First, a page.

A plot of the light intensity versus time (the light curve) for the star EPIC 204278916. The star was observed for over 78.8 days with a 29.4 minute cadence. The first 15 days are plotted here, and show the light changing in intensity by over a factor of two. Astronomers used the ALMA telescopes to discover a circumstellar disk around the star, and offer several explanations for the dips including that they are caused by clumps of material in the warped inner portion of the disk. Credit: Scaringi et al. 2016
There are now about 2700 confirmed exoplanets discovered by transiting techniques including those used with the Kepler satellite. The transit method observes the stellar light curve (the flux versus time), and spots the slight dimming of starlight when an exoplanet crosses the face of the star as seen from Earth. The orbital period of the exoplanet can be determined from multiple transits, with the duration and details of the transit dip providing a measure of the planet’s size. Light curves actually monitor a number physical processes including some at the stellar surface (like sunspots) as well as in their surroundings. Periodic variability of the observed stellar flux has long been used to measure stellar rotation periods, for example; transiting exoplanets produce a characteristic shape in the light curve.
Variability in young stellar objects (YSOs) is also related to the presence of a protoplanetary disc. Material in the disc can intermittently obscure the central star, while the highly variable accretion on to the central star can also modify the emission from the system. The variability of YSOs is known to show different kinds of periodicities and symmetries that are possibly related to different environmental processes, from comets orbiting around the stars to variations in circumstellar material with occulting material located at the inner edges of a disc viewed edge-on.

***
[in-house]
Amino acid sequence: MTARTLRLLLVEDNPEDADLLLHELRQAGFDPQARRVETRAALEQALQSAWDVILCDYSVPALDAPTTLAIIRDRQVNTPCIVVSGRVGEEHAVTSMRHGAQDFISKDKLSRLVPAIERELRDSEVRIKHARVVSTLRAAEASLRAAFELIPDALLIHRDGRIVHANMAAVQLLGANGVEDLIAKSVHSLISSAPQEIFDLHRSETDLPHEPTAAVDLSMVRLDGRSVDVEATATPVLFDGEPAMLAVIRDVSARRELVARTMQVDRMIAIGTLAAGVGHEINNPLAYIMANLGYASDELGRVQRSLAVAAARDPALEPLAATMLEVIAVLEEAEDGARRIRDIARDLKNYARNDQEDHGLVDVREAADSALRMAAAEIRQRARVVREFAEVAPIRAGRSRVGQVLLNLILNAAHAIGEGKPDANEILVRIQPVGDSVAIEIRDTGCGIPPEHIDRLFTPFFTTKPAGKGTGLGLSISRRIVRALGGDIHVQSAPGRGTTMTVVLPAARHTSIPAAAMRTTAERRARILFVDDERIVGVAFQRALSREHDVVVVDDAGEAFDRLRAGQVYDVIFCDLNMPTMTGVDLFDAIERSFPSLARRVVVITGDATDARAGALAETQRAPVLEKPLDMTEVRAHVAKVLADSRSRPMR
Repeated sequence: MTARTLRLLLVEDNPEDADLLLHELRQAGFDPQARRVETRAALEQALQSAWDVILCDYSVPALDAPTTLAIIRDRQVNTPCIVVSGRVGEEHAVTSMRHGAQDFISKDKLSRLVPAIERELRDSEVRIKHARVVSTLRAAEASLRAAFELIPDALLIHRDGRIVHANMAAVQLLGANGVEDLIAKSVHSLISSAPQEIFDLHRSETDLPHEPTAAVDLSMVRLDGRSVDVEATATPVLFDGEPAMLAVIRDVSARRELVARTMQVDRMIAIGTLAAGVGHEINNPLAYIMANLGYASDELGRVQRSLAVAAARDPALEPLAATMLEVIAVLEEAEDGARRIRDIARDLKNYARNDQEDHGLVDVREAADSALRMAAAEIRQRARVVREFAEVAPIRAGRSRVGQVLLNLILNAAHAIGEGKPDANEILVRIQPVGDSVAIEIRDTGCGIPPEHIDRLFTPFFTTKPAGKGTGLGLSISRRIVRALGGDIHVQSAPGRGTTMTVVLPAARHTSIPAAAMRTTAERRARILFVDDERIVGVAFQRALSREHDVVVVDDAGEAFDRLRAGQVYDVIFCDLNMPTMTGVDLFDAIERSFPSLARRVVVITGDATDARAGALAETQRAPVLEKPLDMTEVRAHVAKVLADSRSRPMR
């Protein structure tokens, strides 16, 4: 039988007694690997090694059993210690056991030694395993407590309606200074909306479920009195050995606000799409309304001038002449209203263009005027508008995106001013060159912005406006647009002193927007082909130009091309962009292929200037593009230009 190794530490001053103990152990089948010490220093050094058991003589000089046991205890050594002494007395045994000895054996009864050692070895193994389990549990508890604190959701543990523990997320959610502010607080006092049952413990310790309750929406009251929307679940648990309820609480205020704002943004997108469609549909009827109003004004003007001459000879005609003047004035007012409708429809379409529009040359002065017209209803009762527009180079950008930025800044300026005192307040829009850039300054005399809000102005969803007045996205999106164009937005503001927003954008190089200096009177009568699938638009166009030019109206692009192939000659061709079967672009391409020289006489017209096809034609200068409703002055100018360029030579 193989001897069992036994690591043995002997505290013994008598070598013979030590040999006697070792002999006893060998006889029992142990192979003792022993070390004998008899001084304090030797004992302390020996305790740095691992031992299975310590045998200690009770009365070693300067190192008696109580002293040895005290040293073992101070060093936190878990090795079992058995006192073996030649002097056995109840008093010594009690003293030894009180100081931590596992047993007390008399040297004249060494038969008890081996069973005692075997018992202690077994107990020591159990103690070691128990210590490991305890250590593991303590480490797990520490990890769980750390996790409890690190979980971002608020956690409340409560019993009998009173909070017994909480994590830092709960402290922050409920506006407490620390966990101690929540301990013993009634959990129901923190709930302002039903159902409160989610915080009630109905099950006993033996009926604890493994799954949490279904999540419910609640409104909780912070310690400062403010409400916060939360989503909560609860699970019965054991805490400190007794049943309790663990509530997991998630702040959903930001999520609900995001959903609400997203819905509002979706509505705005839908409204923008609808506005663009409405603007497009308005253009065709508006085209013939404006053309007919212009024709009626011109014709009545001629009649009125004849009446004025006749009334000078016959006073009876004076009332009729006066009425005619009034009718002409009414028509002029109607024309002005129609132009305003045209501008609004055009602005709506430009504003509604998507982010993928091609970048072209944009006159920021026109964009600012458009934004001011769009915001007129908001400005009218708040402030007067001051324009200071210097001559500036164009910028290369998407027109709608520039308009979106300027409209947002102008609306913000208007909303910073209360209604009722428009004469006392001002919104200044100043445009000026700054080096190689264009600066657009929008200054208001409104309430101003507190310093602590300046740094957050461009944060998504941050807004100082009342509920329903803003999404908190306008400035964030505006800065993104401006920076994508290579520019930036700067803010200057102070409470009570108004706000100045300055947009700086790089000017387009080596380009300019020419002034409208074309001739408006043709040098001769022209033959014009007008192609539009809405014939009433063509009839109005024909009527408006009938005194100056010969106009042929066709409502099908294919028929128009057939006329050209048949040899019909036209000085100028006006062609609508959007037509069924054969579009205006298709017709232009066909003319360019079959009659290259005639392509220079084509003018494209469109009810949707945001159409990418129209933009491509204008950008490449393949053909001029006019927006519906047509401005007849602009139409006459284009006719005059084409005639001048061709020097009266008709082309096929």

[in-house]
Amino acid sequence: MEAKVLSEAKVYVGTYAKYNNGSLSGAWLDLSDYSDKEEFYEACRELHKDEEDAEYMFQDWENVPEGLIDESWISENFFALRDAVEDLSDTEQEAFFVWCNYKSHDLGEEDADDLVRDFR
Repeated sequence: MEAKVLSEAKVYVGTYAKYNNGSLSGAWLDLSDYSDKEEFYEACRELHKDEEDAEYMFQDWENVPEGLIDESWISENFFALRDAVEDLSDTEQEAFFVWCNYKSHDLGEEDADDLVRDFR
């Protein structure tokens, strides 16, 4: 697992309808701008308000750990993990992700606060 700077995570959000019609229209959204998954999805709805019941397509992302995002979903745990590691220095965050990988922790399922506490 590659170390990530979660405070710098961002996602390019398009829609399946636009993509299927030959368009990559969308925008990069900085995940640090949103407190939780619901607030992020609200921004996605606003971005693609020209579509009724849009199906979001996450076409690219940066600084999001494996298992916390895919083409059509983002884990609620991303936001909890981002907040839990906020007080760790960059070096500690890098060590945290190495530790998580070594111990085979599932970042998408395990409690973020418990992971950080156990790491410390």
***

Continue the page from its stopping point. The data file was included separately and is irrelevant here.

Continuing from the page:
CfA astronomer Luca Ricci and his colleagues serendipitously noticed such an effect in the light curves of the star EPIC204278916 seen with the extended Kepler mission (“K2”). Its irregular light dimming appears to be due to one of these environmental possibilities. For about twenty-five days the light from the star, a young, low-mass “M” dwarf star, underwent unusual and large irregular fluctuations, dimming by as much as sixty-five percent. The astronomers then used the ALMA radio array to spot evidence of a tilted disk around the star, confirming their original suspicions. Their careful analysis of the light curve concludes that it is consistent with a warped inner disk, inclined to the line-of-sight by about fifty-seven degrees and containing dark clumps of material in circular orbits; an alternative possibility is a collection of cometary debris in an eccentric orbit. Future observations will further constrain these choices, but the results emphasize the wealth of information about stellar systems (not only the stars themselves) that can be extracted from light curves.
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“The Peculiar Dipping Events in the Disk-Bearing Young-Stellar Object EPIC 204278916,” S. Scaringi, C. F. Manara, S. A. Barenfeld, P. J. Groot, A. Isella, M. A. Kenworthy, C. Knigge, T. J. Maccarone, L. Ricci and M. Ansdell, MNRAS 463, 2265, 2016.